Shares in BHP Billiton (LSE: BLT) are rising this morning after it emerged that the company is being targeted by activist hedge fund Elliott Management.
In a statement published earlier today, the activist fund, which has built up a 4.1% stake in the miner, said it believes BHP should unify into one single legal entity and spin-off its US petroleum business to unlock as much as $47bn in value for investors.
Elliott’s plan has some merit. BHP currently has two separate legal identities, one based in Australia and another in London. Elliott claims that after the demerger of BHP’s non-core assets into South32, the London legal entity now generates just 10.3% of revenue. By merging, Elliott claims the company would be able to reduce inefficiencies and unlock more cash to be returned to investors. Elliott goes on to argue that the firm could effectively buy back shares at a 14% discount to market value by making better use of $9.7bn in accumulated franking credits, which offset taxes on Australian stock dividends. The hedge fund claims that returning such a hefty chunk of cash to investors would help “management to avoid making badly timed acquisitions paid for in cash,” and “increase the scope for management to pursue appropriate acquisition opportunities using unified BHP’s own shares.”
On the topic of BHP’s petroleum assets, which the company owns as part of its ‘four pillars’ diversification strategy, Elliott believes the group should spin-off these assets and list them in New York to help the division realise its full growth potential. Elliott believes these assets could be worth as much as $22bn as a standalone entity. All in all, if management undertakes all of the steps advised, the activist hedge fund believes BHP’s shareholder value could increase by about 50%.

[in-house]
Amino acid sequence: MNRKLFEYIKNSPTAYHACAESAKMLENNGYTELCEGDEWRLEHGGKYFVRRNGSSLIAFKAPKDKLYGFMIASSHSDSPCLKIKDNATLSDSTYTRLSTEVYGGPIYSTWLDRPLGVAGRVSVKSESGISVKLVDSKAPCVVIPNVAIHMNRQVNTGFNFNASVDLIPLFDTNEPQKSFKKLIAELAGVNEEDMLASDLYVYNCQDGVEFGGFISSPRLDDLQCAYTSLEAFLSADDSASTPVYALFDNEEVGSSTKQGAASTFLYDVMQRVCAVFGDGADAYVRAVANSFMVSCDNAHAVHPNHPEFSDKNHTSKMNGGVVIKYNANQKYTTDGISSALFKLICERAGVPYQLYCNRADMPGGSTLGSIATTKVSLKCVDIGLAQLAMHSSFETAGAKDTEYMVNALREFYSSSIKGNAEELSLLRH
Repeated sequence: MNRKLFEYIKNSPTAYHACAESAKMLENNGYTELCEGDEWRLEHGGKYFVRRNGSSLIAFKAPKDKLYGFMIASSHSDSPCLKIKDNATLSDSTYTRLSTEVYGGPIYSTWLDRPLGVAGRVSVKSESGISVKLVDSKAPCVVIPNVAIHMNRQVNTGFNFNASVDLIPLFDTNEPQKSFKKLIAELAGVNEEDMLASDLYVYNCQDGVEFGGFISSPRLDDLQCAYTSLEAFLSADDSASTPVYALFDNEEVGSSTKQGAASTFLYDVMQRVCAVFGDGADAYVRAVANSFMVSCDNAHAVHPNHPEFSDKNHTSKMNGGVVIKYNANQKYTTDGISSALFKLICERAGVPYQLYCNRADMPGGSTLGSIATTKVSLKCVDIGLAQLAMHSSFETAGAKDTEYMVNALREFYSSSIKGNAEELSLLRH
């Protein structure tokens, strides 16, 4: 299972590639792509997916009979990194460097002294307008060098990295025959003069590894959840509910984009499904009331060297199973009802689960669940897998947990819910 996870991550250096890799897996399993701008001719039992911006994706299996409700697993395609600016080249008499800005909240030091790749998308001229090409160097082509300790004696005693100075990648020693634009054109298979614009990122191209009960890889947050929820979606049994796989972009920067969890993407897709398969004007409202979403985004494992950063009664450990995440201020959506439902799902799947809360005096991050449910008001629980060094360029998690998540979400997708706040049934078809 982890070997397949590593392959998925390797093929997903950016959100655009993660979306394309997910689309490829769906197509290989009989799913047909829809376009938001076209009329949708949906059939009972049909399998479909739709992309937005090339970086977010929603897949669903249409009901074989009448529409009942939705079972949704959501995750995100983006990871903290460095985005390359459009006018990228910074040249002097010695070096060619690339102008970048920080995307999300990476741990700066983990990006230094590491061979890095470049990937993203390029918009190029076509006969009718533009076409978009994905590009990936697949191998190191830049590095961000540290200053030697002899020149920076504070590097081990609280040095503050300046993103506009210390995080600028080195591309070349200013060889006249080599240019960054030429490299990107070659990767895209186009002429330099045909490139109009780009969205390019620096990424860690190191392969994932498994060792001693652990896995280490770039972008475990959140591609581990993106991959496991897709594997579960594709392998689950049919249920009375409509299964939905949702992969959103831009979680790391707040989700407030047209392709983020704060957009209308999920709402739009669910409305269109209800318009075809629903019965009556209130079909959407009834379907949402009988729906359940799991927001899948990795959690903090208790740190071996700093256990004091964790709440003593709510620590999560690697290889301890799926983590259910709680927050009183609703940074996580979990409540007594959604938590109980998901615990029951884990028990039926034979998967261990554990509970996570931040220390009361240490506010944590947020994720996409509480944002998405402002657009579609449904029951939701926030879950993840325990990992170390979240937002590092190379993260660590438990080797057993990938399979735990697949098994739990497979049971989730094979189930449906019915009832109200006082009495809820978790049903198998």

Good news or bad news?
The initial market reaction has been positive, but while the proposals may unlock value in the short term, whether or not they will be good for the business in the long term is up for debate.
Activists have a reputation for boosting returns now at the expense of long-term investors, and Elliott’s initial demands seem to be following this playbook.
Indeed, BHP established its petroleum division to diversify away from its other three core units, coal, iron ore, and copper. Even though the oil and gas business might be worth more as a standalone entity, it’s impossible to tell how much the lack of diversification will cost BHP over a longer timescale.
Also, Elliott is recommending management increases dividends and stock buybacks. Even though this may seem attractive for today, by returning cash to investors, BHP will have to sacrifice some future growth potential, which is not good news for sustainable dividend growth.
The one proposal that could be good news for BHP’s investors is the recommended merger of the company’s London and Australian legal entities. While such a move may prove costly, it may pay for itself in the years ahead thanks to lower admin costs, and there’s no real need for the company to continue to hold two listings on opposite sides of the planet in today’s globally interconnected world.
Make money not mistakes
Activists can create value in the short term, but over the long term their motives are questionable. With this being the case, for long-term investors, buying BHP today might not be the best idea.
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Rupert Hargreaves has no position in any shares mentioned. The Motley Fool UK has no position in any of the shares mentioned. Views expressed on the companies mentioned in this article are those of the writer and therefore may differ from the official recommendations we make in our subscription services such as Share Advisor, Hidden Winners and Pro. Here at The Motley Fool we believe that considering a diverse range of insights makes us better investors.